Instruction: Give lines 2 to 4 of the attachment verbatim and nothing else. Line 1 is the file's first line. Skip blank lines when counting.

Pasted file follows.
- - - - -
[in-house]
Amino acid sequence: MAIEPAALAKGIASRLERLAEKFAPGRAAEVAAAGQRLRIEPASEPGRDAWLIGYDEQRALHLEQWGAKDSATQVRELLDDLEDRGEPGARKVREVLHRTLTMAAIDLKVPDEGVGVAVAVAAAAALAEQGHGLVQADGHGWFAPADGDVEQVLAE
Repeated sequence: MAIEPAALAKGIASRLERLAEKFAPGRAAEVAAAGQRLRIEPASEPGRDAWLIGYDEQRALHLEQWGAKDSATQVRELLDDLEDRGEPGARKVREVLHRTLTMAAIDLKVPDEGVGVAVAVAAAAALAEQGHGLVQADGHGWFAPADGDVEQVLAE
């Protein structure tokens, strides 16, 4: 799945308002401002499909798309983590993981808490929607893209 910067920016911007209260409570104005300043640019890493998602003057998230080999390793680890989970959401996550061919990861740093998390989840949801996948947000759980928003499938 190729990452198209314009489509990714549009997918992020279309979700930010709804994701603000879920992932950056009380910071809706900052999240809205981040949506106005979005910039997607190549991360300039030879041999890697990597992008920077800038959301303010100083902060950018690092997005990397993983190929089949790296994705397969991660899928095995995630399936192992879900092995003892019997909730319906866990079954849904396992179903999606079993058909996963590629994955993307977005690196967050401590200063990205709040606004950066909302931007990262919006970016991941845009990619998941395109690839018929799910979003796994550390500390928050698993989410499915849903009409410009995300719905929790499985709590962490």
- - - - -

Amino acid sequence: MAIEPAALAKGIASRLERLAEKFAPGRAAEVAAAGQRLRIEPASEPGRDAWLIGYDEQRALHLEQWGAKDSATQVRELLDDLEDRGEPGARKVREVLHRTLTMAAIDLKVPDEGVGVAVAVAAAAALAEQGHGLVQADGHGWFAPADGDVEQVLAE
Repeated sequence: MAIEPAALAKGIASRLERLAEKFAPGRAAEVAAAGQRLRIEPASEPGRDAWLIGYDEQRALHLEQWGAKDSATQVRELLDDLEDRGEPGARKVREVLHRTLTMAAIDLKVPDEGVGVAVAVAAAAALAEQGHGLVQADGHGWFAPADGDVEQVLAE
């Protein structure tokens, strides 16, 4: 799945308002401002499909798309983590993981808490929607893209 910067920016911007209260409570104005300043640019890493998602003057998230080999390793680890989970959401996550061919990861740093998390989840949801996948947000759980928003499938 190729990452198209314009489509990714549009997918992020279309979700930010709804994701603000879920992932950056009380910071809706900052999240809205981040949506106005979005910039997607190549991360300039030879041999890697990597992008920077800038959301303010100083902060950018690092997005990397993983190929089949790296994705397969991660899928095995995630399936192992879900092995003892019997909730319906866990079954849904396992179903999606079993058909996963590629994955993307977005690196967050401590200063990205709040606004950066909302931007990262919006970016991941845009990619998941395109690839018929799910979003796994550390500390928050698993989410499915849903009409410009995300719905929790499985709590962490």